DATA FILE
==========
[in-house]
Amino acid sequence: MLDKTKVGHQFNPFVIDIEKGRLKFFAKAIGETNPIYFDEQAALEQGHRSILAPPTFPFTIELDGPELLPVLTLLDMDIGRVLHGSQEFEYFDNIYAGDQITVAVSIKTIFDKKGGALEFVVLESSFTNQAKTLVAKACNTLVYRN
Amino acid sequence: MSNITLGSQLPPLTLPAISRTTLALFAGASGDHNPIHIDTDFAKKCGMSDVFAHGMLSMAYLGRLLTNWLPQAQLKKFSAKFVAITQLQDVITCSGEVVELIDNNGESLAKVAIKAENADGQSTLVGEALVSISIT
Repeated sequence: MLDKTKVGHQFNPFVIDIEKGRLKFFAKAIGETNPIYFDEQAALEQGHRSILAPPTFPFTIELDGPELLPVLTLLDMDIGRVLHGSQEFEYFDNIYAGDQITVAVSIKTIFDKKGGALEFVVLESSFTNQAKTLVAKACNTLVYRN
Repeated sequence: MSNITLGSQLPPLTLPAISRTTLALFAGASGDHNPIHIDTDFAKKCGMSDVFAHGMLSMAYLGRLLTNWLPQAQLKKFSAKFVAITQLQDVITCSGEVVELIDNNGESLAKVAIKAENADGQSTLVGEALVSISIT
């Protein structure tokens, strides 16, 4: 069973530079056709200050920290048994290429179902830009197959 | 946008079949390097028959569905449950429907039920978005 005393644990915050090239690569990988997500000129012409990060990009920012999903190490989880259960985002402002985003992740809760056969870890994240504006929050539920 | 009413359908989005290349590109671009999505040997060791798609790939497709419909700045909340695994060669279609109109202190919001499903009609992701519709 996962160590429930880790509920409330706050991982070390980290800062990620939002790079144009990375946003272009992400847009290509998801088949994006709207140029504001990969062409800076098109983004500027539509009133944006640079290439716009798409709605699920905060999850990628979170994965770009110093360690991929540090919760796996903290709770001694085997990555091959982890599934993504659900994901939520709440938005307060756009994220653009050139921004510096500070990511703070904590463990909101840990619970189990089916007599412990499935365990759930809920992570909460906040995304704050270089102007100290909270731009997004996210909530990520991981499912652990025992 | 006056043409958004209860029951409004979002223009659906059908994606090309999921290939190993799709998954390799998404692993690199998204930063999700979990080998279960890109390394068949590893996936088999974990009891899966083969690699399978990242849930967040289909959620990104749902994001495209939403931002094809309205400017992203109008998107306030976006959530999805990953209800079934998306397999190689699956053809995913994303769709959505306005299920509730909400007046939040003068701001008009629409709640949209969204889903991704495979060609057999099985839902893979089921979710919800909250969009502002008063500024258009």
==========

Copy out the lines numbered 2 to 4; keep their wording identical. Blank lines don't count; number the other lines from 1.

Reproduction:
Amino acid sequence: MLDKTKVGHQFNPFVIDIEKGRLKFFAKAIGETNPIYFDEQAALEQGHRSILAPPTFPFTIELDGPELLPVLTLLDMDIGRVLHGSQEFEYFDNIYAGDQITVAVSIKTIFDKKGGALEFVVLESSFTNQAKTLVAKACNTLVYRN
Amino acid sequence: MSNITLGSQLPPLTLPAISRTTLALFAGASGDHNPIHIDTDFAKKCGMSDVFAHGMLSMAYLGRLLTNWLPQAQLKKFSAKFVAITQLQDVITCSGEVVELIDNNGESLAKVAIKAENADGQSTLVGEALVSISIT
Repeated sequence: MLDKTKVGHQFNPFVIDIEKGRLKFFAKAIGETNPIYFDEQAALEQGHRSILAPPTFPFTIELDGPELLPVLTLLDMDIGRVLHGSQEFEYFDNIYAGDQITVAVSIKTIFDKKGGALEFVVLESSFTNQAKTLVAKACNTLVYRN